PubMed Central

    Shimo, Yasushi; Wichmann, Thomas

    2009-01-01

    The primate subthalamic nucleus (STN) is commonly seen as a relay nucleus between the external and internal pallidal segments, and as an input station for cortical and thalamic information into the basal ganglia. In rodents, STN activity is also known to influence neuronal activity in the dopaminergic substantia nigra pars compacta (SNc) through inhibitory and excitatory mono- and polysynaptic pathways. Although the anatomical connections between STN and SNc are not entirely the same in primates as in rodents, the electrophysiologic and microdialysis experiments presented here show directly that this functional interaction can also be demonstrated in primates. In three Rhesus monkeys, extracellular recordings from SNc during microinjections into the STN revealed that transient pharmacologic activation of the subthalamic nucleus by the acetylcholine-receptor agonist carbachol substantially increased burst firing of single nigral neurons. Transient inactivation of the STN with microinjections of the GABA-A-receptor agonist muscimol had the opposite effect. While the firing rates of individual SNc neurons changed in response to the activation or inactivation of the STN, these changes were not consistent across the entire population of SNc cells. Permanent lesions of the STN, produced in two animals with the fiber-sparing neurotoxin ibotenic acid, reduced burst firing and firing rates of SNc neurons, and substantially decreased dopamine levels in the primary recipient area of SNc projections, the striatum, as measured with microdialysis. These results suggest that activity in the primate SNc is prominently influenced by neuronal discharge in the STN, which may thus alter dopamine release in the striatum. PMID:19087163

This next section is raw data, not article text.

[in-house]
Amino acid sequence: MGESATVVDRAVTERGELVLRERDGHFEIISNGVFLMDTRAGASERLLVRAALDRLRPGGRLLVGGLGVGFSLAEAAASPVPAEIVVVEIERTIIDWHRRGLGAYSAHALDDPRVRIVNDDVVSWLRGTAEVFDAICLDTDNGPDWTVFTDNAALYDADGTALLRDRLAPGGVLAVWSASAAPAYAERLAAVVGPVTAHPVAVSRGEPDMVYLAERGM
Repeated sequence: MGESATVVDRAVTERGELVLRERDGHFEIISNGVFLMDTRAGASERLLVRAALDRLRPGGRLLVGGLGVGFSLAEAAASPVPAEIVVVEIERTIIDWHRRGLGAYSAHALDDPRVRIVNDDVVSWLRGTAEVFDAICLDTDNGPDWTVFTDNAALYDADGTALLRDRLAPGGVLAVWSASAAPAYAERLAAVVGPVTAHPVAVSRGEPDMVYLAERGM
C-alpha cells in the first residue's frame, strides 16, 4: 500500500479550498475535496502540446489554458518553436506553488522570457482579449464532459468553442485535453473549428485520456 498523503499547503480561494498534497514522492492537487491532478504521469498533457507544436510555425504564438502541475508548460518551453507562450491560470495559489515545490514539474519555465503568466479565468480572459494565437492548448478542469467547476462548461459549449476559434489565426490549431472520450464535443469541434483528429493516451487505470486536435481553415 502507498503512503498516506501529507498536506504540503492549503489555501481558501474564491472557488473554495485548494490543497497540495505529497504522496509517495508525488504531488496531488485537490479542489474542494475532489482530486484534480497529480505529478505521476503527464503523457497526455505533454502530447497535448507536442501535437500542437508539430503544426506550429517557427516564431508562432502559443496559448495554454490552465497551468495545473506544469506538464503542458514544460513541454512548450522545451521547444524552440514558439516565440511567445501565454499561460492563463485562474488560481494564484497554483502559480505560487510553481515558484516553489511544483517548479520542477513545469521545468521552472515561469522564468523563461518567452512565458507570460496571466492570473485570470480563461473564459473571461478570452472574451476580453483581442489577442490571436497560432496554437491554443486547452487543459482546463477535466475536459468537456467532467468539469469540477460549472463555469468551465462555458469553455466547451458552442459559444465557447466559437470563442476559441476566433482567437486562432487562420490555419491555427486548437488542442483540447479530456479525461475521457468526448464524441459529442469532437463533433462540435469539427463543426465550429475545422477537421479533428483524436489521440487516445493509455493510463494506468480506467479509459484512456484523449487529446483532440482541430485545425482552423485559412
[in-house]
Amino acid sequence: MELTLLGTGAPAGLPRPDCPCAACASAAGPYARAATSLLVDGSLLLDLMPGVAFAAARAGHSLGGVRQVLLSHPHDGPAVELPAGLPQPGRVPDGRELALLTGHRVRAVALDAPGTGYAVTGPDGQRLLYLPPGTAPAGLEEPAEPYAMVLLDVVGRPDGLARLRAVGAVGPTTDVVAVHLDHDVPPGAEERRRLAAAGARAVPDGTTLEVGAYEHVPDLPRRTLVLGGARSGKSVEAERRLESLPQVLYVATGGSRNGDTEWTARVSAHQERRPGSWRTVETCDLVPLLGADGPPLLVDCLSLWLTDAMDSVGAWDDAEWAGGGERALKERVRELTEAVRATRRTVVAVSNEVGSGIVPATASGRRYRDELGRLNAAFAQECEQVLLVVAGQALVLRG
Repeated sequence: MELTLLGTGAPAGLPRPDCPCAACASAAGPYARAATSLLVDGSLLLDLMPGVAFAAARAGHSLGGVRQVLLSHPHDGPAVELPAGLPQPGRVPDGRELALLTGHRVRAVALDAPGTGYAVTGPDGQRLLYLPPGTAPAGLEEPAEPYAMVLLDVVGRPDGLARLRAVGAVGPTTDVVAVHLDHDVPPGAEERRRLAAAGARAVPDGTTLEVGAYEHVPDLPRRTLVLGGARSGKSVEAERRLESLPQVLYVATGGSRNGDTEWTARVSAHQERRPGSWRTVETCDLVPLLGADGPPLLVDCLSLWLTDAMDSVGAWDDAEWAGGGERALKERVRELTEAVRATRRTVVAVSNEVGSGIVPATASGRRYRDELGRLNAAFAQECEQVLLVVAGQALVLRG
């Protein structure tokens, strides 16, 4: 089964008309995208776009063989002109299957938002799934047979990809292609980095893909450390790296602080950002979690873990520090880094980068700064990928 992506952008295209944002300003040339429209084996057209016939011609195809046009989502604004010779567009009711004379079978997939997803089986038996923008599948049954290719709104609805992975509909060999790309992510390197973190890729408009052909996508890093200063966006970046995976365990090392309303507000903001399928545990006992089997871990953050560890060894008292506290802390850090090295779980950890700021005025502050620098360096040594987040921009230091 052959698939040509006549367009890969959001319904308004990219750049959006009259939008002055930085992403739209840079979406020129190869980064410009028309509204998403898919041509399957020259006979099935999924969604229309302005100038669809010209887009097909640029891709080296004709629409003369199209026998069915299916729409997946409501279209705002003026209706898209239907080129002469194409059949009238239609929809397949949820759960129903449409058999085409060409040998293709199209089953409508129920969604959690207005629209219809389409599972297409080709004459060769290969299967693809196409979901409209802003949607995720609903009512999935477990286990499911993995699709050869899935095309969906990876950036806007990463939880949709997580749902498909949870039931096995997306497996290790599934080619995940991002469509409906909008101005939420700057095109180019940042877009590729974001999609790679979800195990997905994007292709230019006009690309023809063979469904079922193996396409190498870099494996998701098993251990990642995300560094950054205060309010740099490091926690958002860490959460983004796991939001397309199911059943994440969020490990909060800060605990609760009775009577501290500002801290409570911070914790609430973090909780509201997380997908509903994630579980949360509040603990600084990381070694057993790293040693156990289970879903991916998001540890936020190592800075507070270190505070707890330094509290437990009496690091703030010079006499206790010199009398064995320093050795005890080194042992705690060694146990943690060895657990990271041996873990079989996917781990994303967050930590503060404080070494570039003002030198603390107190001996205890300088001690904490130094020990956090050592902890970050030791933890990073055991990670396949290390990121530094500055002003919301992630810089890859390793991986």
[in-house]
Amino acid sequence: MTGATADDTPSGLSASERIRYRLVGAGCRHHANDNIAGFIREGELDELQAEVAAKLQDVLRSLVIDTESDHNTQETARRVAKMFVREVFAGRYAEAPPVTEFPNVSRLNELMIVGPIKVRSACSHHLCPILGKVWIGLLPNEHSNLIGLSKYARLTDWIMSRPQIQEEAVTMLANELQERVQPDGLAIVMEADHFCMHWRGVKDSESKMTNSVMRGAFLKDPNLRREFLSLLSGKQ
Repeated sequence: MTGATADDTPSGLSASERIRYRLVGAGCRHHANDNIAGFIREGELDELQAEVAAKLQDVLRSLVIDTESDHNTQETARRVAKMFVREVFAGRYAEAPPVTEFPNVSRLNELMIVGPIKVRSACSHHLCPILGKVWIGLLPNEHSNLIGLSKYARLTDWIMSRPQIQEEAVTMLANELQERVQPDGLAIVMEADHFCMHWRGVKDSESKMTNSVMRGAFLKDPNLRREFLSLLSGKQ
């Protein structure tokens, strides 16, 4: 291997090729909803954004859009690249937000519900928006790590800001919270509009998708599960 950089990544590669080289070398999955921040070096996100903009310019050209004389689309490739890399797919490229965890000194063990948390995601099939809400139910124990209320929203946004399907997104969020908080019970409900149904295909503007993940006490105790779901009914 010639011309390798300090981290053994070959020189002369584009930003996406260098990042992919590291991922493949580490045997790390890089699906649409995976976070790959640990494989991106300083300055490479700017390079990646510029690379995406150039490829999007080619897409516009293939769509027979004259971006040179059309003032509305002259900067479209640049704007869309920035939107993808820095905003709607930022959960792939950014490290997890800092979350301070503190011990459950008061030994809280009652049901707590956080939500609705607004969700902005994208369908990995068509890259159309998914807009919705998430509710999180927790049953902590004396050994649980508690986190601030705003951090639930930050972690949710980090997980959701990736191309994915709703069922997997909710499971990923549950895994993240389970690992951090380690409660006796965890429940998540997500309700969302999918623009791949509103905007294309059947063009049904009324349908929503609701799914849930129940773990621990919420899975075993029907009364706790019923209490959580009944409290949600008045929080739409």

13. The Subthalamic Nucleus, Limbic Function, and Impulse Control.

    PubMed

    Rossi, P Justin; Gunduz, Aysegul; Okun, Michael S

    2015-12-01